Today postmodernism promotes the role of the symbolic, the colourful and the different. A function of worship is to stand out and to be distinctive. Into this goes a whole set of rules inherited or revived from the past for authority, legitimacy and a sense of the numinous, and some that look like the past but are more recent (for the same reasons). Postmodernism creates a number of challenges regarding worship. One is its rejection of a metanarrative, when Christian worship is a metanarrative - or at least it is a narrative of the community recognising that other religious communities have their narratives (and remembering that different Christians have their own variations on the narrative through their own traditions). Whilst worship can be striking, a temptation with postmodernism is to regard everything as simulacra and entertainment. It might be simulacra, but it should not be entertainment - whilst aspects can be joyful, worship (however regarded) should lead towards different contemplative states and a reduction in desire. Worship can also reflect different lifestyles: a difficulty with Anglican worship is that even now its texts reflect an agricultural monarchical and feudal society (even in 1662 the Book of Common Prayer had archaism built in) and, inevitably, these have an uncritical reflection of small town and village Middle Eastern society with its supernaturalism from the time of Jesus.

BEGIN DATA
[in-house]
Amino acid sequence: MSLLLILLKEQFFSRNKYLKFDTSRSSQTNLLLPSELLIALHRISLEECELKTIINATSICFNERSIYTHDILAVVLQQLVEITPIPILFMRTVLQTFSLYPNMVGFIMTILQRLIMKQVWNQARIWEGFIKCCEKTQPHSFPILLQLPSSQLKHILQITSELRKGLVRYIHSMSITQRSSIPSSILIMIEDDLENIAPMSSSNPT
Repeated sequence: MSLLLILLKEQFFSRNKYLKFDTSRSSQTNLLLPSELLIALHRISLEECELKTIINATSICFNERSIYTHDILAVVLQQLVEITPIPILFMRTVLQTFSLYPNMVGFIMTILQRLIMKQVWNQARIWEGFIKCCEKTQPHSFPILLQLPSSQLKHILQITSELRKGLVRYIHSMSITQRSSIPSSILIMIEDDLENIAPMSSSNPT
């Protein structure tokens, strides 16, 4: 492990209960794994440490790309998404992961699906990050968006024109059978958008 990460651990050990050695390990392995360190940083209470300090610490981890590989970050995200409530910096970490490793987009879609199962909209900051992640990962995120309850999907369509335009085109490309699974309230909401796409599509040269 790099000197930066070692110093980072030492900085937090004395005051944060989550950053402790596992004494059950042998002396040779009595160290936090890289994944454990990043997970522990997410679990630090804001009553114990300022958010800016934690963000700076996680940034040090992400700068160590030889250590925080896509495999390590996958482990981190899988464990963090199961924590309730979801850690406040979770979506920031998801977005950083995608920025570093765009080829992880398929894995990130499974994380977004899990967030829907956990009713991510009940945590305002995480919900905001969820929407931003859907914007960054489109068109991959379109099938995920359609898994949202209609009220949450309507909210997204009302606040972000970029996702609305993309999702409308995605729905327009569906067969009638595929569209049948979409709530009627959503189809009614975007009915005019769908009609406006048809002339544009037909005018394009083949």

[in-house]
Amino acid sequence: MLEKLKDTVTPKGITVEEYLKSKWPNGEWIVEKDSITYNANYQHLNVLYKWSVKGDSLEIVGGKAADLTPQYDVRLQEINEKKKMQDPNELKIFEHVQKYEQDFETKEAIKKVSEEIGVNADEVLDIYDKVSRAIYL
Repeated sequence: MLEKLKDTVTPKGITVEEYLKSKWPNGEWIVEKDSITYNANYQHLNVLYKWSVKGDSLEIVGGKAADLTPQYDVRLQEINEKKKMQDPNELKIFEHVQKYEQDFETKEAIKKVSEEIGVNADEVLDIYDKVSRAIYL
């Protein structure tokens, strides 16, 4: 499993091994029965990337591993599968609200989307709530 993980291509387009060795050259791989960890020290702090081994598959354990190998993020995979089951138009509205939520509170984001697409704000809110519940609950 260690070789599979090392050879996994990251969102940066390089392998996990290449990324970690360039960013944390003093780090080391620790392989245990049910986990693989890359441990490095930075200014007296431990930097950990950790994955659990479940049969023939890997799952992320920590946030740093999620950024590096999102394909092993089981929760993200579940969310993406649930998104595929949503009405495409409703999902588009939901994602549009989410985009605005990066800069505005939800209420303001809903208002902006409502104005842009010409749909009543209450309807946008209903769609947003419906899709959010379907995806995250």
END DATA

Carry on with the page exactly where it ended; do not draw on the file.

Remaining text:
When a bishop calls at a local church he (or she in many provinces) may make some changes. A mitre is worn, a divided hat that represents the tongues of fire said to have come on to each disciple's head at Pentecost. A crozier is carried, shaped in the form of a shepherd's crook for the main shepherd in the area.
Coloured vestments add to the sense of the part of the Church year arrived at and add to the sense of passing through the year.

The Year

The liturgical year is a combination of Lunar time focused at Easter and Solar time focused at Christmas. The time after Trinity and Epiphany stretches and contracts according to variation from year to year.